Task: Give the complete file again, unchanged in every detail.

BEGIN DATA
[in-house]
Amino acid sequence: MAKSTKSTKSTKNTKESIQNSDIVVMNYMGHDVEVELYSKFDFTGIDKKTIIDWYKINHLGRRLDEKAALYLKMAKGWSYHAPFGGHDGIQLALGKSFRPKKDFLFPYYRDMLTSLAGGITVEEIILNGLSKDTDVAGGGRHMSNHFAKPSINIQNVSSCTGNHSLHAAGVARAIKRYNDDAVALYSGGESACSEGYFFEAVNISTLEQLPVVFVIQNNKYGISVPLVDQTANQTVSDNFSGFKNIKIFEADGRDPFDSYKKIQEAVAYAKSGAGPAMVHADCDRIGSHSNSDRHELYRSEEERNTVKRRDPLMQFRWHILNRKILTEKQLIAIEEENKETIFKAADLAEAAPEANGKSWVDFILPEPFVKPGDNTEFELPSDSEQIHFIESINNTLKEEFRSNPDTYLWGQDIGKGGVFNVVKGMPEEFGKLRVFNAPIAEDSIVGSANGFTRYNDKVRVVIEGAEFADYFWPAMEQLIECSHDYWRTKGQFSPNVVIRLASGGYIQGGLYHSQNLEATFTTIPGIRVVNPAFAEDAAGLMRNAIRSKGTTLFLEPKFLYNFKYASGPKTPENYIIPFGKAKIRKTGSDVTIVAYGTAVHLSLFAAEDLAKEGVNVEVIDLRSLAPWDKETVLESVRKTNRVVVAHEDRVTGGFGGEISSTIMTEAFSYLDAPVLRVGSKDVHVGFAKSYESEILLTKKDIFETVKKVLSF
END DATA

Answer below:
[in-house]
Amino acid sequence: MAKSTKSTKSTKNTKESIQNSDIVVMNYMGHDVEVELYSKFDFTGIDKKTIIDWYKINHLGRRLDEKAALYLKMAKGWSYHAPFGGHDGIQLALGKSFRPKKDFLFPYYRDMLTSLAGGITVEEIILNGLSKDTDVAGGGRHMSNHFAKPSINIQNVSSCTGNHSLHAAGVARAIKRYNDDAVALYSGGESACSEGYFFEAVNISTLEQLPVVFVIQNNKYGISVPLVDQTANQTVSDNFSGFKNIKIFEADGRDPFDSYKKIQEAVAYAKSGAGPAMVHADCDRIGSHSNSDRHELYRSEEERNTVKRRDPLMQFRWHILNRKILTEKQLIAIEEENKETIFKAADLAEAAPEANGKSWVDFILPEPFVKPGDNTEFELPSDSEQIHFIESINNTLKEEFRSNPDTYLWGQDIGKGGVFNVVKGMPEEFGKLRVFNAPIAEDSIVGSANGFTRYNDKVRVVIEGAEFADYFWPAMEQLIECSHDYWRTKGQFSPNVVIRLASGGYIQGGLYHSQNLEATFTTIPGIRVVNPAFAEDAAGLMRNAIRSKGTTLFLEPKFLYNFKYASGPKTPENYIIPFGKAKIRKTGSDVTIVAYGTAVHLSLFAAEDLAKEGVNVEVIDLRSLAPWDKETVLESVRKTNRVVVAHEDRVTGGFGGEISSTIMTEAFSYLDAPVLRVGSKDVHVGFAKSYESEILLTKKDIFETVKKVLSF